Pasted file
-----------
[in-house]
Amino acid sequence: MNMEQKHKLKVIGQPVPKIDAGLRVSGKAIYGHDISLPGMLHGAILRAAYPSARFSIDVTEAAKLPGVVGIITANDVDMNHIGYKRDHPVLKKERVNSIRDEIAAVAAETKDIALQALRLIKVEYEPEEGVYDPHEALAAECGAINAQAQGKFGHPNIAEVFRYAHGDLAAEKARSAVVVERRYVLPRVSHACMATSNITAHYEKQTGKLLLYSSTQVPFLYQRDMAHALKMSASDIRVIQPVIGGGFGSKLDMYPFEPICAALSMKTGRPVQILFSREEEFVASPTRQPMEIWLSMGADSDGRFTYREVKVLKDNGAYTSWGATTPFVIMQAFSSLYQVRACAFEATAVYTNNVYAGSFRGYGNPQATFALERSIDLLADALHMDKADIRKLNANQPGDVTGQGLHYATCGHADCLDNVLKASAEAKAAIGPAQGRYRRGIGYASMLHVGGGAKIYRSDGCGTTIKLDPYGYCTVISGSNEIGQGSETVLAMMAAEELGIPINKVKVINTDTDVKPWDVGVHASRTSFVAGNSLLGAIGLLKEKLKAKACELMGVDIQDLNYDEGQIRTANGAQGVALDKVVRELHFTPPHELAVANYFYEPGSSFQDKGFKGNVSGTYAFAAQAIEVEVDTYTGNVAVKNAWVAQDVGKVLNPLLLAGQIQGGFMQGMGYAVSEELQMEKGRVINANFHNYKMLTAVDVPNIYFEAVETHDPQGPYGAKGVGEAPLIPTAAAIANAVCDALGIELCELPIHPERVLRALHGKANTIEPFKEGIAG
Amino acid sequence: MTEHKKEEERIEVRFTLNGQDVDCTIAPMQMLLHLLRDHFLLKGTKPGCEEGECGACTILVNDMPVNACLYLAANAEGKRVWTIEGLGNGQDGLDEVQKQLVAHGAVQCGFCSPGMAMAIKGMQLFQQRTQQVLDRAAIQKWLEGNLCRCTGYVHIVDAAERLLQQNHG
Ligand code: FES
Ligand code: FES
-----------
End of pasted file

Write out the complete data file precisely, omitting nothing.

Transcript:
[in-house]
Amino acid sequence: MNMEQKHKLKVIGQPVPKIDAGLRVSGKAIYGHDISLPGMLHGAILRAAYPSARFSIDVTEAAKLPGVVGIITANDVDMNHIGYKRDHPVLKKERVNSIRDEIAAVAAETKDIALQALRLIKVEYEPEEGVYDPHEALAAECGAINAQAQGKFGHPNIAEVFRYAHGDLAAEKARSAVVVERRYVLPRVSHACMATSNITAHYEKQTGKLLLYSSTQVPFLYQRDMAHALKMSASDIRVIQPVIGGGFGSKLDMYPFEPICAALSMKTGRPVQILFSREEEFVASPTRQPMEIWLSMGADSDGRFTYREVKVLKDNGAYTSWGATTPFVIMQAFSSLYQVRACAFEATAVYTNNVYAGSFRGYGNPQATFALERSIDLLADALHMDKADIRKLNANQPGDVTGQGLHYATCGHADCLDNVLKASAEAKAAIGPAQGRYRRGIGYASMLHVGGGAKIYRSDGCGTTIKLDPYGYCTVISGSNEIGQGSETVLAMMAAEELGIPINKVKVINTDTDVKPWDVGVHASRTSFVAGNSLLGAIGLLKEKLKAKACELMGVDIQDLNYDEGQIRTANGAQGVALDKVVRELHFTPPHELAVANYFYEPGSSFQDKGFKGNVSGTYAFAAQAIEVEVDTYTGNVAVKNAWVAQDVGKVLNPLLLAGQIQGGFMQGMGYAVSEELQMEKGRVINANFHNYKMLTAVDVPNIYFEAVETHDPQGPYGAKGVGEAPLIPTAAAIANAVCDALGIELCELPIHPERVLRALHGKANTIEPFKEGIAG
Amino acid sequence: MTEHKKEEERIEVRFTLNGQDVDCTIAPMQMLLHLLRDHFLLKGTKPGCEEGECGACTILVNDMPVNACLYLAANAEGKRVWTIEGLGNGQDGLDEVQKQLVAHGAVQCGFCSPGMAMAIKGMQLFQQRTQQVLDRAAIQKWLEGNLCRCTGYVHIVDAAERLLQQNHG
Ligand code: FES
Ligand code: FES